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  1. #1
    Join Date
    Feb 2015
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    Default What to Do if Your Landlord Disappears and Leaves No Address for Rent

    My question involves landlord-tenant law in the State of: Florida

    My husband and I just rented a lovely, furnished house from a lady who inherited the home when her mother passed away. Wary of scams, we made sure we met the owner and physically toured the house. As an added measure of protection, we stopped by unannounced to drop off the deposit, just to make sure the owner did indeed live there. Satisfied that everything was legit, we signed a lease, paid July rent up front, and received a copy of the key.

    Since then, a few things have happened to make us suspicious. First, the owner remained unsure about exactly where she was moving. She left her contact information as TBD on the lease and assured us that the info would be waiting on the dining room table when we moved in. We arrived July 1 to find that the owner had left everything *but* contact information. Other than her clothes and two pets, all of her personal effects remained in the house. Every drawer, every cabinet was full of items ranging from leftover food to old family photos to two decades worth of tax returns. It made me very uncomfortable, but Im mostly concerned about the fact that we have now been here two weeks and still have no address for sending the August rent, which is due on the 1st.

    Feeling uneasy, we did what we should have initially done and checked the website for the county property assessor. According to the site, the lady who leased us the house sold the property in May for the strangely low sum of $12,000, or about one-tenth the market value.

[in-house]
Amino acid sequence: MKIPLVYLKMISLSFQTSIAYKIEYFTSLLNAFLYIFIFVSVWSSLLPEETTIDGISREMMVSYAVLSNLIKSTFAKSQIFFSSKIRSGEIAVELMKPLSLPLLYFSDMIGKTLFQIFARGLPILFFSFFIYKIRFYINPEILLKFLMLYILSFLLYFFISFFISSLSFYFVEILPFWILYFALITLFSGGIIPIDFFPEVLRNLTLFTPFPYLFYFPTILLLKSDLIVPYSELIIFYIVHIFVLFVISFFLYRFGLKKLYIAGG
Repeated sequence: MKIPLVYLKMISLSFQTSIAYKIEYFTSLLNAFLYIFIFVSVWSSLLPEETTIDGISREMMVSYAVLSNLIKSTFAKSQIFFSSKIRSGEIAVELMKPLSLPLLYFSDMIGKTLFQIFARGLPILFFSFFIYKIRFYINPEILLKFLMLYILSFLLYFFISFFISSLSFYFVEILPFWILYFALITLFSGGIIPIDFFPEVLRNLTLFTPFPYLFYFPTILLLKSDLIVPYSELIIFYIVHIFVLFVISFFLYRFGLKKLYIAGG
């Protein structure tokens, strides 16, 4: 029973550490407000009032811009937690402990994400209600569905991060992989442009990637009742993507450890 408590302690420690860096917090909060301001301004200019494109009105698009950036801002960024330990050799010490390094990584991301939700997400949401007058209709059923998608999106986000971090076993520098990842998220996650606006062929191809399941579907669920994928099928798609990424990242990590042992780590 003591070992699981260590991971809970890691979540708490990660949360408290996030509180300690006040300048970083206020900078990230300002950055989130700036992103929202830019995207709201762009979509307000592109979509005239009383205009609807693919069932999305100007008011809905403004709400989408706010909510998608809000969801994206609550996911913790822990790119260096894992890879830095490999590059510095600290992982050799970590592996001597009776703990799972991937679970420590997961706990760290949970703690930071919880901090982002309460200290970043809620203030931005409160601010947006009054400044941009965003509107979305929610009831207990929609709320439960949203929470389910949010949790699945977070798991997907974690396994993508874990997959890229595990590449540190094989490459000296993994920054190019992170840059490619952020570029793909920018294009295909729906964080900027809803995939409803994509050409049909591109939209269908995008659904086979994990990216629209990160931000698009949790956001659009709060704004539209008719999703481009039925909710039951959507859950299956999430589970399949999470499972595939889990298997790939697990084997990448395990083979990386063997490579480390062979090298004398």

What is all this likely to mean for us and what should our next steps be? Should we just wait to see if we hear from her between now and the due date for rent, or should we try to contact someone in her family or bypass her altogether and contact the man who is listed as the new owner? Because the house is on a golf course, there is also an HOA...would it be worth contacting them to see if they know anything?

  2. #2
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    Sep 2005
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    Default Re: What to Do if Your Landlord Disappears and Leaves No Address for Rent

    Quote Quoting Moshi
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    uneasy, we did what we should have initially done and checked the website for the county property assessor. According to the site, the lady who leased us the house sold the property in May for the strangely low sum of $12,000, or about one-tenth the market value.
    Have you contacted the owners of record about the situation? If you leased the home from somebody who no longer owns it, you need to confirm that she was authorized to act on behalf of the new owners.

  3. #3
    Join Date
    Mar 2013
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    17,924

    Default Re: What to Do if Your Landlord Disappears and Leaves No Address for Rent

    Quote Quoting Moshi
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    Feeling uneasy, we did what we should have initially done and checked the website for the county property assessor. According to the site, the lady who leased us the house sold the property in May for the strangely low sum of $12,000, or about one-tenth the market value.
    That record should tell you the name and address of whoever bought the house.

    Quote Quoting Moshi
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    What is all this likely to mean for us and what should our next steps be? Should we just wait to see if we hear from her between now and the due date for rent, or should we try to contact someone in her family or bypass her altogether and contact the man who is listed as the new owner?
    Contact the new owner ASAP.

    Impossible to predict the outcome.

    The former owner scammed you and has absconded with your money. I suggest you file a police report about that.

  4. #4
    Join Date
    Jan 2006
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    38,867